A series of unfortunate events have pushed Indian seafood exporters to the brink. First, there was the Covid induced disruption. And now reports suggest that Indian fishing exports have suffered collateral damage in the ongoing tussle between India and China. So in today's Finshots, we look at what went wrong and how bad the situation actually is.
Okay… So here’s what happened. After the border standoff, India decided to impose certain punitive measures against its neighbour. The most popular move included a ban on hundreds of Chinese apps. China meanwhile retaliated by targeting India’s seafood exporters. They repeatedly rejected Indian shipments alleging that they were contaminated with Covid. In one particular instance, Chinese customs officials claimed they found traces of Covid-19 on samples of frozen cuttlefish exported by one Indian company. And while this could be construed as a legitimate complaint by some, many observers believe this is simply a tactic to disrupt trade, especially when you consider how India has been treating Chinese importers over these past few months.
For instance, in June several reports pointed out that Indian custom officials were “physically examining all imports from China”. There were allegations about how authorities were doing this just to spite the Chinese. And obviously, in response, China started delaying clearance of Indian exports. This tit-for-tat business disrupted the trade equation rather considerably and seafood exporters were the primary casualties.
According to the Seafood Exporters Association of India, the Chinese have rejected Indian seafood shipments for two months and also withheld payments. And when the importers withhold payments it kicks off a pernicious cycle. Your usual exports cycle goes for a toss. You can no longer ship the next batch until they clear payments and that affects you, your suppliers and all the stakeholders involved. The Association states that payments worth ₹1,200 crores were pending on the Chinese side. And goods that normally reached its intended destination in 20 days, now took 45 days with payments being delayed for ~55 days. Many exporters had to simply throw in the towel because they had no money to keep their business going.
And look, it might seem like a bit of an overreaction. But China is the largest export destination for India’s seafood. We export close to a quarter of our produce to the Red Dragon and exports of croakers and ribbonfish almost solely depend on Chinese demand. They are crippled right now. And the problem has cascaded onto the grassroots, and it’s affecting ordinary fishermen and boat workers. Since exporters are in a financial bind, they’ve stopped buying fresh seafood from the locals. In Gujarat for instance, around 80% of fishing vessels aren’t operational anymore. Exporters want to buy seafood on credit, and fishermen are desperate for money. And when they can’t agree on terms, exporters demand a steep discount whilst buying on cash. It’s just created a massive financial quandary for all parties involved.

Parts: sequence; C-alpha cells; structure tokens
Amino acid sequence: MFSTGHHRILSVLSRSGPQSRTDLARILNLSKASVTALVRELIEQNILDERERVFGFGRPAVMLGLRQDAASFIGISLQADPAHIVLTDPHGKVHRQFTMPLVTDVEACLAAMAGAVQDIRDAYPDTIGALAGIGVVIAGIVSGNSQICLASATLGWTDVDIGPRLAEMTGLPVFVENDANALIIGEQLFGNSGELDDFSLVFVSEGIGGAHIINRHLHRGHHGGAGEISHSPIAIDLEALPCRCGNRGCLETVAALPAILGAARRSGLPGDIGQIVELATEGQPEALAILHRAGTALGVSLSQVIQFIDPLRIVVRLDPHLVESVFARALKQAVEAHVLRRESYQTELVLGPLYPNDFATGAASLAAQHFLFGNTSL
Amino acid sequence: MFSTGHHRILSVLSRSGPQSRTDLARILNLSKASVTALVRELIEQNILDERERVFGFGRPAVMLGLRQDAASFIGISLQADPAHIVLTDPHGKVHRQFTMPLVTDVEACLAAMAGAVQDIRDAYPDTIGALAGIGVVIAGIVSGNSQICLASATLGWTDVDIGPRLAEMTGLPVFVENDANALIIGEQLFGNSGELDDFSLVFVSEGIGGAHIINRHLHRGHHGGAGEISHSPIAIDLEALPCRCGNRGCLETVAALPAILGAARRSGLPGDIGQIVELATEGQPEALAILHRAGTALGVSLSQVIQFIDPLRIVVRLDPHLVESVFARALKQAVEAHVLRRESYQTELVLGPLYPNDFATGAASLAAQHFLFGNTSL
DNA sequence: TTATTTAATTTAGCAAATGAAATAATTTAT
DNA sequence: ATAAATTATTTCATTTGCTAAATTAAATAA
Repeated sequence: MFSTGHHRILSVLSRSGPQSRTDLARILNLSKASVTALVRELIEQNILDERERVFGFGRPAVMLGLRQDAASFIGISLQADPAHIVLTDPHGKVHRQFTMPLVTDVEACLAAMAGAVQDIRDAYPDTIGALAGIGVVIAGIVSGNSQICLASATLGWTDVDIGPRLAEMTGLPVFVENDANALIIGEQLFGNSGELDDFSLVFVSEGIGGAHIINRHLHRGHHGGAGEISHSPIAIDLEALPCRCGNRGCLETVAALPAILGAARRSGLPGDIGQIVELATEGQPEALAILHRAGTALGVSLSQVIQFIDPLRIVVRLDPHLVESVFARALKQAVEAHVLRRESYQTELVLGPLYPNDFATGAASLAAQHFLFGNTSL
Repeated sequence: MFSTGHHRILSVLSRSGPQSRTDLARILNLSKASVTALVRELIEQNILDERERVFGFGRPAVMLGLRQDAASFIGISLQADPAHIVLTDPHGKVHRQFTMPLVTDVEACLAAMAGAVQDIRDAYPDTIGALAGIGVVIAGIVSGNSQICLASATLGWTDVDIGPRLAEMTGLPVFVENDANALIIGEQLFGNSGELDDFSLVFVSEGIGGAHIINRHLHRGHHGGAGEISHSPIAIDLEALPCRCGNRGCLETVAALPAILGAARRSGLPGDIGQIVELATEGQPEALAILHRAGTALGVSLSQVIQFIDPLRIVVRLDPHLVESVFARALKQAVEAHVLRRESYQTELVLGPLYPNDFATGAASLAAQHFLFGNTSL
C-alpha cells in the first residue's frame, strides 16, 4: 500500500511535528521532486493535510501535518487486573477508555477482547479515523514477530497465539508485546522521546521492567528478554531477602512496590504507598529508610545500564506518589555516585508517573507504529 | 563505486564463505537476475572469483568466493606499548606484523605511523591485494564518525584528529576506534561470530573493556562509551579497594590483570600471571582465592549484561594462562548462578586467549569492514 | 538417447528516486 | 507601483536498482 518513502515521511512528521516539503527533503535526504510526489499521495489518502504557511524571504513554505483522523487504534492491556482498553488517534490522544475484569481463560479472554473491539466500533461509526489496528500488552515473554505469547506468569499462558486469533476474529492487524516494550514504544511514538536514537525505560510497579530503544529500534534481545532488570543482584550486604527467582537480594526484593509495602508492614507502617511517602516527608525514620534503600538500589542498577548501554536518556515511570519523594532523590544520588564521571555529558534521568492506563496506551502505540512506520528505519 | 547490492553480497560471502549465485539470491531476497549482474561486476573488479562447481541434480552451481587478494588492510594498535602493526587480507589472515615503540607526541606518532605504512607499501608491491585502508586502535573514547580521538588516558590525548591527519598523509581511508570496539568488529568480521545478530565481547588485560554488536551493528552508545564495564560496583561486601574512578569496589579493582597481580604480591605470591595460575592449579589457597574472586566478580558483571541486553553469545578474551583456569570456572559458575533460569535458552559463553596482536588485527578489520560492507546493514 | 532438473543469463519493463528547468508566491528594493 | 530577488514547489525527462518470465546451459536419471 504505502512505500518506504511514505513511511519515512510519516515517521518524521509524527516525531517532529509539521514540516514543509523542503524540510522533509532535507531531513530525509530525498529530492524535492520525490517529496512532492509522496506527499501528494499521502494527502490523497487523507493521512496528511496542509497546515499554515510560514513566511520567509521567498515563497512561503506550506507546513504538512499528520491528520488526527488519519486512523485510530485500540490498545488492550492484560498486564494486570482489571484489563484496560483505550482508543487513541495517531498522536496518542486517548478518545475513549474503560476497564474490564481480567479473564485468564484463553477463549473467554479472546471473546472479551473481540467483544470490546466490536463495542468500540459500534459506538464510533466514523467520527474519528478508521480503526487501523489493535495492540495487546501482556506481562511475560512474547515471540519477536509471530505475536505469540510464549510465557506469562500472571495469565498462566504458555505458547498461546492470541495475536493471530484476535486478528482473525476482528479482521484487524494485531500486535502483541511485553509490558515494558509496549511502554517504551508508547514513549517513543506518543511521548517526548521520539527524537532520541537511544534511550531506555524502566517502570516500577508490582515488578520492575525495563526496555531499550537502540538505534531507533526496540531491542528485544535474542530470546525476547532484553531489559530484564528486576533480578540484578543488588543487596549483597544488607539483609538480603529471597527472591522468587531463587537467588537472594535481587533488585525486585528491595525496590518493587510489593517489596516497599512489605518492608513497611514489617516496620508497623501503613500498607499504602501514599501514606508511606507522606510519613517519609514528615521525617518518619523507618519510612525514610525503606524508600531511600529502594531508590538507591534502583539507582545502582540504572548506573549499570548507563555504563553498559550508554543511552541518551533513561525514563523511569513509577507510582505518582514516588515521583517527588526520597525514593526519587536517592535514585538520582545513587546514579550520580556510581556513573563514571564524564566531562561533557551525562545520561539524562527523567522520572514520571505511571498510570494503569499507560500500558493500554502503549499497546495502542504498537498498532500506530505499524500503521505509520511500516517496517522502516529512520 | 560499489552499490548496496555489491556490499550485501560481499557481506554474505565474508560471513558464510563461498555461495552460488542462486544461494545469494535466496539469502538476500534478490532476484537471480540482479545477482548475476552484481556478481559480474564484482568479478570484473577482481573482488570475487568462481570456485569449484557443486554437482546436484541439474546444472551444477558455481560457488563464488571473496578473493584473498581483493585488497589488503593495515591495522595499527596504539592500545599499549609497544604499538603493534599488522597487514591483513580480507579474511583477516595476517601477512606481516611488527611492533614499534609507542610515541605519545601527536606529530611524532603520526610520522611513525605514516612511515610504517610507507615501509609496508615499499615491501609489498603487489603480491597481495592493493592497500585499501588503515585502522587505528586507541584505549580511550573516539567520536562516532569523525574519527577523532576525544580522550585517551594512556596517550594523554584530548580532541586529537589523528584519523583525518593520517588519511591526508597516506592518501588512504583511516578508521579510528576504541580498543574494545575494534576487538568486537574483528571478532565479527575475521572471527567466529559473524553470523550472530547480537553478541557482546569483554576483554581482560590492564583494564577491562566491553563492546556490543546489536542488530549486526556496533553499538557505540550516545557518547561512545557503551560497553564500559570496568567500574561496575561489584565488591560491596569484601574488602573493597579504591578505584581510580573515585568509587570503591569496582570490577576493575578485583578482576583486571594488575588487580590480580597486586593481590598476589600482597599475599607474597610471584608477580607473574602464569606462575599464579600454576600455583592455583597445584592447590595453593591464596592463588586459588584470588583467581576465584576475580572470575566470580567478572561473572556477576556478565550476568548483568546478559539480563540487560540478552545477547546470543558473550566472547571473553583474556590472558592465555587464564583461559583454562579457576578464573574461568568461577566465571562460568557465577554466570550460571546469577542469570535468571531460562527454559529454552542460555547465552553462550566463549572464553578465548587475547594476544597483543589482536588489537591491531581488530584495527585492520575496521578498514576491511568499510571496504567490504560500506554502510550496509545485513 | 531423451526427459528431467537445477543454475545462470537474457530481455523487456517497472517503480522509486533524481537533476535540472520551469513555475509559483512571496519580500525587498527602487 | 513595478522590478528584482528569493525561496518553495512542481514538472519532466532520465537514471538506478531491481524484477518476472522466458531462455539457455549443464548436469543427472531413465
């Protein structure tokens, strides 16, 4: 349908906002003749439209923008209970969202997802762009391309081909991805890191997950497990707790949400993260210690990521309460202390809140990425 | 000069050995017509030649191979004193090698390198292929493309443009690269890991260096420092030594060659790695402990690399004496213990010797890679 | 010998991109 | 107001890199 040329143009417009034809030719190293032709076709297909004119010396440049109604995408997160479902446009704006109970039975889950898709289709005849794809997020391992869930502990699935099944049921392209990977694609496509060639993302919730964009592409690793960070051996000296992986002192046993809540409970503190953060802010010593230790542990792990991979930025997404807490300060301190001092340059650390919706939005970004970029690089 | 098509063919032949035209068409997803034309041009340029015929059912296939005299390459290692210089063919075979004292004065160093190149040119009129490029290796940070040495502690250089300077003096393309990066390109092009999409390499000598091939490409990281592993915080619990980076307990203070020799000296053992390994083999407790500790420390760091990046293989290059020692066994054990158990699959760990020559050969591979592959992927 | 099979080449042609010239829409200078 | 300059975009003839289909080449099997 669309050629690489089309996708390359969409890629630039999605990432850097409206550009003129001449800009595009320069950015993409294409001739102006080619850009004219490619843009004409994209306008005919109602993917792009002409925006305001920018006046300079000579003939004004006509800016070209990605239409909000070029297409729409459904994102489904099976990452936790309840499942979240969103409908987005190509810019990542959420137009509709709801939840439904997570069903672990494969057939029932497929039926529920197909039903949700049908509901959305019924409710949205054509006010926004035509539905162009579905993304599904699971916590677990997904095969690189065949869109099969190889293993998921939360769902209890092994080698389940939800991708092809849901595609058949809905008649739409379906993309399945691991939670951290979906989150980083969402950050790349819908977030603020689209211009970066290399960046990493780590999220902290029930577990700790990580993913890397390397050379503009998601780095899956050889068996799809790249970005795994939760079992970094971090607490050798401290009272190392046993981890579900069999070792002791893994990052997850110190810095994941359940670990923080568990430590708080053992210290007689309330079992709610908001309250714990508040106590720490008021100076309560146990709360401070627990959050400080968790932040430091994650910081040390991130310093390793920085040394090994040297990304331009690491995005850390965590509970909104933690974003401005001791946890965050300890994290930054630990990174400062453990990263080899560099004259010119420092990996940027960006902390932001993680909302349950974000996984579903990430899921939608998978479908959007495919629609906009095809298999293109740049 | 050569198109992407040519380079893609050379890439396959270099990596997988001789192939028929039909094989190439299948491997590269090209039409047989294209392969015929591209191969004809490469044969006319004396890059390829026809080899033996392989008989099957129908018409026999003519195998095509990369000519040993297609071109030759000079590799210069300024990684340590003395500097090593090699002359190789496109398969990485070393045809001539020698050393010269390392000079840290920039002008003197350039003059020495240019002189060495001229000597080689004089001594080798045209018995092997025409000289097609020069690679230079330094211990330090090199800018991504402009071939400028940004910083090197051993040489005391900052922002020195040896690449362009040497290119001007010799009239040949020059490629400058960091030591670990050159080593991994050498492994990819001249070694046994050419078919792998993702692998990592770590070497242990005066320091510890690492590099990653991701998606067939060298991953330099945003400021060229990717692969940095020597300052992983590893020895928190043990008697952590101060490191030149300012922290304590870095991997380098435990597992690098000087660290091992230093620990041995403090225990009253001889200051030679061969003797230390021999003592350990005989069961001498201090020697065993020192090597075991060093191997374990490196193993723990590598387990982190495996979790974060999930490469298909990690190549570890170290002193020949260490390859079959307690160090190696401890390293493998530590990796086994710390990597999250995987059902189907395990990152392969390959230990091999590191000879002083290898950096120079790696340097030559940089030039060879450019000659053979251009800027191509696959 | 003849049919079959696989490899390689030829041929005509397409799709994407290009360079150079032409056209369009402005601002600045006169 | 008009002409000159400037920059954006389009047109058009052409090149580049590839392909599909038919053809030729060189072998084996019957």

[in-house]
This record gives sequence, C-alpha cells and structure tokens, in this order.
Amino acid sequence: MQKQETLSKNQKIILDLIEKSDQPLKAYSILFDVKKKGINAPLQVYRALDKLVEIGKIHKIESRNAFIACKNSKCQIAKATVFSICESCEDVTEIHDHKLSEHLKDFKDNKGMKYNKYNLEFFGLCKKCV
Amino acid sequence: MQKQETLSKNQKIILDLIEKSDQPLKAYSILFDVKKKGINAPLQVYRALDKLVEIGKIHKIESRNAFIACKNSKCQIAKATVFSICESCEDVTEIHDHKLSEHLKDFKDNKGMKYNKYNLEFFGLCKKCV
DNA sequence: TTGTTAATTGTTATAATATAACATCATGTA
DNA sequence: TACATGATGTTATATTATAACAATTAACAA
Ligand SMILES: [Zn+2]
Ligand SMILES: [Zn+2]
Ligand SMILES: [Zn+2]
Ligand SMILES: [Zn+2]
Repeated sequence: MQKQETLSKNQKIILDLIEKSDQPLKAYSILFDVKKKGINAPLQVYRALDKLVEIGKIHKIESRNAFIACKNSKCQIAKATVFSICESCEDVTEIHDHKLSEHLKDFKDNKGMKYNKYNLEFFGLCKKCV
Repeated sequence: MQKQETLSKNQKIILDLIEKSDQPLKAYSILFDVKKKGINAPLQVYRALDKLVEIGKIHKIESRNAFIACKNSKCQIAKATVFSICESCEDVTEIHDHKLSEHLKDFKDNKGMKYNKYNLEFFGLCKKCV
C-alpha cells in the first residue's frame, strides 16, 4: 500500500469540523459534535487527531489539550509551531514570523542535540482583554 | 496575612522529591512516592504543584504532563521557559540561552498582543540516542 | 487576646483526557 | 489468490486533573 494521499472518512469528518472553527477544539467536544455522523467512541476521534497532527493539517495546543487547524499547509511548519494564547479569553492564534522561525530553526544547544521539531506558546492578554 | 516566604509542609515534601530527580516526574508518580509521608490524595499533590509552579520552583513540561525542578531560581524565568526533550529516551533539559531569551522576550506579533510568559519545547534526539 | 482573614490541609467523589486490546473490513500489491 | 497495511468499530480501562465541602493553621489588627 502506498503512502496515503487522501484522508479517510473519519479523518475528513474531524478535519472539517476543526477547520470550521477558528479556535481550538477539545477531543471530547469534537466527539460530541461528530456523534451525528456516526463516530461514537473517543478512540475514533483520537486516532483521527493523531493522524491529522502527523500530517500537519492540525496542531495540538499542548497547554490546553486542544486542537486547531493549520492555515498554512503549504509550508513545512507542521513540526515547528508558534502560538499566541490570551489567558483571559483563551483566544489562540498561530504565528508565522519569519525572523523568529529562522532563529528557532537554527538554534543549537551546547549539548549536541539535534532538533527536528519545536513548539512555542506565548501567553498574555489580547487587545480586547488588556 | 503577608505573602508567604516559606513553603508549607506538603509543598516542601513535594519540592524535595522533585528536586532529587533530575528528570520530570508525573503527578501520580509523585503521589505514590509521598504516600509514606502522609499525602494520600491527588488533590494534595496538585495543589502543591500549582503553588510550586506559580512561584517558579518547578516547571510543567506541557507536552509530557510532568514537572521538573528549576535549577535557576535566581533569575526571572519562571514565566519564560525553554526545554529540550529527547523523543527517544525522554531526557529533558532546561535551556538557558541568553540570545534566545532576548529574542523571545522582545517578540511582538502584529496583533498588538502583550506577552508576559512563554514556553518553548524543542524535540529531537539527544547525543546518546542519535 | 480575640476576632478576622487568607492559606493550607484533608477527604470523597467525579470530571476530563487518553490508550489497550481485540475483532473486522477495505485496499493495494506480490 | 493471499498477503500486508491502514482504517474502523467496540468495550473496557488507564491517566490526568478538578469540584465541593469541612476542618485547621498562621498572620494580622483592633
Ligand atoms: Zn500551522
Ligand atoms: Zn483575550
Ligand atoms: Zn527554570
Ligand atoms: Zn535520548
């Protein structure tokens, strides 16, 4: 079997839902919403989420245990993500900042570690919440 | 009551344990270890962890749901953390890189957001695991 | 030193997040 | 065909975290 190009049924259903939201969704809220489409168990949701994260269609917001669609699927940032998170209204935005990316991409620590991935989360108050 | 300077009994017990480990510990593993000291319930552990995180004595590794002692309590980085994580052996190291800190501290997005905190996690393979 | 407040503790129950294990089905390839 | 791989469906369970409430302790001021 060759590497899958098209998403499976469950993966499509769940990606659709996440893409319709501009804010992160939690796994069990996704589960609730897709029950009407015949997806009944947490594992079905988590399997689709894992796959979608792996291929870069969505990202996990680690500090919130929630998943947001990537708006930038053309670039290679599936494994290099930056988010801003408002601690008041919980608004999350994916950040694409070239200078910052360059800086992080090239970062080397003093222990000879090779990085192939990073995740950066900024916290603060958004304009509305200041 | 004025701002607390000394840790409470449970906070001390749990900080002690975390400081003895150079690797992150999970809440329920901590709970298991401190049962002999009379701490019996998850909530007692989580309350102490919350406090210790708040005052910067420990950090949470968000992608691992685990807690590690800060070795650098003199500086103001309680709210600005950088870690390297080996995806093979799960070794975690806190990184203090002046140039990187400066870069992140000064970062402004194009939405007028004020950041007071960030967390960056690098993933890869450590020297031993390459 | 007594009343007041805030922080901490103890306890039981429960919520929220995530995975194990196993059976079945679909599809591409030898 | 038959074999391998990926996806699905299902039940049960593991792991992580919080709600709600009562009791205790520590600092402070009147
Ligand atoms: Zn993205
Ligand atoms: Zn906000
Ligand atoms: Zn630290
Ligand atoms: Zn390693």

Oh, and it is also further aggravated by the container shortage problem we spoke about a couple of months ago.
The people that lease containers often have to deal with a peculiar problem. When they ship a consignment to the US for instance, they are hoping that the container can also be used to ship another consignment back home. So when exports match imports, everybody is happy. Containers can go one way and return home whilst being productive at all times. However, what if you don’t find anything once you’re at the destination? What if you’re forced to ship the container back home empty? That’s an added cost since an empty container doesn’t make anybody any money. It just takes up space. And when exports vastly outstrip imports, you have a bunch of containers piling up in one place and a deficit in another location creating what is called the container imbalance.
And with shipments not being cleared right now, thousands of refrigerated containers are piling up at Chinese ports. It’s becoming increasingly expensive to find containers and it’s happening across the board. Consider for instance the situation at Kochi port. The Kochi port has limited capacity to handle large shipping vessels because its waters aren’t deep enough. So Indian exporters have to rely on ports in Sri Lanka to get the job done. They have to first load their consignments on smaller ships, sail to Colombo port for instance and then transfer the consignment on to bigger vessels.
Unfortunately, however, workers at Colombo were dealing with a spate of Covid infections in October. Naturally, there was a backlog of delayed shipments and containers began to pile up at Colombo. So yeah, we have a container problem, we have an angry neighbour and we have a government that’s probably not being very proactive for the most part. And unless they can intervene and help all the stakeholders involved, this problem isn’t going away anytime soon.